Mattox describes Cloud, the German shepherd who came into her life in 2013, as the first warrior dog who led the way for all the other dogs she has since trained. When Cloud was about 6 months old, Mattox suffered from a major attack of PTSD that temporarily left her both blind and deaf. Cloud helped guide Mattox to her husband, who rushed her to the emergency room. The doctors told her they were surprised her blood pressure levels hadn’t led to a stroke.
“He was a big gentleman, our Cloud,” she said, “and he opened the doors for all this to happen, because he saved my life.”
Mattox trains Service Peace Warrior dogs to perform specific tasks, such as waking up veterans in the midst of night terrors, getting help from bystanders in a store if a veteran starts to have an episode, or standing behind a veteran in line so that no one will come up and startle the person.
The dogs can be trained to remind veterans to eat or take medicines, and to climb into their laps if veterans are starting to get depressed or anxious. They also are good listeners for veterans who may not be able to otherwise share their troubles with family members or close friends, Mattox added.
“Dogs are the most loyal creatures on God’s Earth,” Mattox said. “They’ll comfort you when needed. They’ll give their lives for you if needed. They give you a sense of security.”
Any veteran matched with a Service Peace Warrior dog goes through a thorough process. To be eligible, veterans have to have been honorably discharged and have PTSD from their service. They also go through an interview process with Mattox and an initial meeting with several dogs to make sure both feel a connection.
“We are very strict about how we do things,” Mattox said. “When we give a dog to a veteran, he really needs to be in need. And I like to see some interaction, to make sure it’s a good match. If the dog picks you, you get a better bond.”
How the healing starts
While canine Cloud helped start Mattox on a path to healing herself and others, she’s had to continue the work without him. A driver who was texting and driving ran over Cloud in September 2019, a loss Mattox still feels deeply.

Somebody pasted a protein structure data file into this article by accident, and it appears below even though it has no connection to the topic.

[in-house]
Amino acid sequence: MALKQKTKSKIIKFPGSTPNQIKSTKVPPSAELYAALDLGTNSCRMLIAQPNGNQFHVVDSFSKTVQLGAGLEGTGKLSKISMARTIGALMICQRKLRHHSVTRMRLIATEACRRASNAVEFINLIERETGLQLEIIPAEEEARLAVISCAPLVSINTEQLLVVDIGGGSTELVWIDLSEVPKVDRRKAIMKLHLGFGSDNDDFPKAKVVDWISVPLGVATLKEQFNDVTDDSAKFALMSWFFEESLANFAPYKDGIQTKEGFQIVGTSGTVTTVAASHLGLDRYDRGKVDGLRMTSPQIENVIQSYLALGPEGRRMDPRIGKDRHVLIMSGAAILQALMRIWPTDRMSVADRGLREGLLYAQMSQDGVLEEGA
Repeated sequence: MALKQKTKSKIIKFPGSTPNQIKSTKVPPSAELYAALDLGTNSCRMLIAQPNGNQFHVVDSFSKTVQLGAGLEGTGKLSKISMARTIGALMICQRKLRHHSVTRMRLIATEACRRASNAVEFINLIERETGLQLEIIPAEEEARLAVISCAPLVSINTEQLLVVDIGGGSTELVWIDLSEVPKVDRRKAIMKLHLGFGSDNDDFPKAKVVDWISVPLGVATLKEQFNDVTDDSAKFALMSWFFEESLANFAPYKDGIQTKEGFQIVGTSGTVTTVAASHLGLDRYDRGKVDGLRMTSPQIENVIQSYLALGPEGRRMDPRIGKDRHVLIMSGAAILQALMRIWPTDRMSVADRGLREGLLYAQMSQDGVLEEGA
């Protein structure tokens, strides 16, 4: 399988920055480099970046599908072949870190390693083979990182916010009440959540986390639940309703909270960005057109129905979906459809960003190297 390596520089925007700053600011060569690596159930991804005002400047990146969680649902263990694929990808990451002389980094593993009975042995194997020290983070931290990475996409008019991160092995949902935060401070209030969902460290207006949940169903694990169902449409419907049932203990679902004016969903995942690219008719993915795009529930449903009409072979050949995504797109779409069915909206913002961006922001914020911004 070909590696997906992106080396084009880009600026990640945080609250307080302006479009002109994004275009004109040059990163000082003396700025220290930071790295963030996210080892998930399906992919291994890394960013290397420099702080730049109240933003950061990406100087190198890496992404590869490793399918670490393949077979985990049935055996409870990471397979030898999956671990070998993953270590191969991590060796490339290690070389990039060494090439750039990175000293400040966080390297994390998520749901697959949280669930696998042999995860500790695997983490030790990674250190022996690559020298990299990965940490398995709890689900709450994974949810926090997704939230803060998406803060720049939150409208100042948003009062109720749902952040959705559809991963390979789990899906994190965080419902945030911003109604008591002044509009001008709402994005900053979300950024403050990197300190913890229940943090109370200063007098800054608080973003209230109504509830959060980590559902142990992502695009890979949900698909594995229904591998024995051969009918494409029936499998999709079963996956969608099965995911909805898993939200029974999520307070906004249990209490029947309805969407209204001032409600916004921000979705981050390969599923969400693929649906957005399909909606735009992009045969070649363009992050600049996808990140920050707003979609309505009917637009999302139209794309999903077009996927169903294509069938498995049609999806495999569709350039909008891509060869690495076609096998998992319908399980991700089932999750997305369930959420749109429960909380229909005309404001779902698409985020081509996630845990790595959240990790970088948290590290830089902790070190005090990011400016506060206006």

It’s now the organization, her service dogs and the veterans they help that help Mattox get out of bed in the mornings.
That same sense of purpose resonates with Navarro. On a chilly day in November, he demonstrated canine training he’s done with Ranger in a warm and well-lit room in his home in Yakima. His daily routines and connection with Ranger have helped reestablish a sense of normalcy in his life.
“I’m not saying you forget the things you’ve been through,” he said. “But they start to go to the back burner.”
Navarro absolutely recommends that dog-loving veterans struggling with PTSD reach out for a service dog.
“While faith is a very important part of my life, and family and friends are a big reason that I am still here, Ranger has helped me a lot,” he said. “A dog won’t judge you. That’s the simplest way I can explain it.”
Mattox encouraged veterans struggling with PTSD and in need of a trained canine companion to start the process — to pick up the phone and call for more information or jump on the website and learn more. Staff is willing to help make the application process as simple as possible, she added.
“If you think they’re too far gone …” She paused. “We’ve had numerous ones that have walked right off suicide watch, who made it six months or a year without even receiving the dog because they knew they had something to look forward to. They are never too far gone.”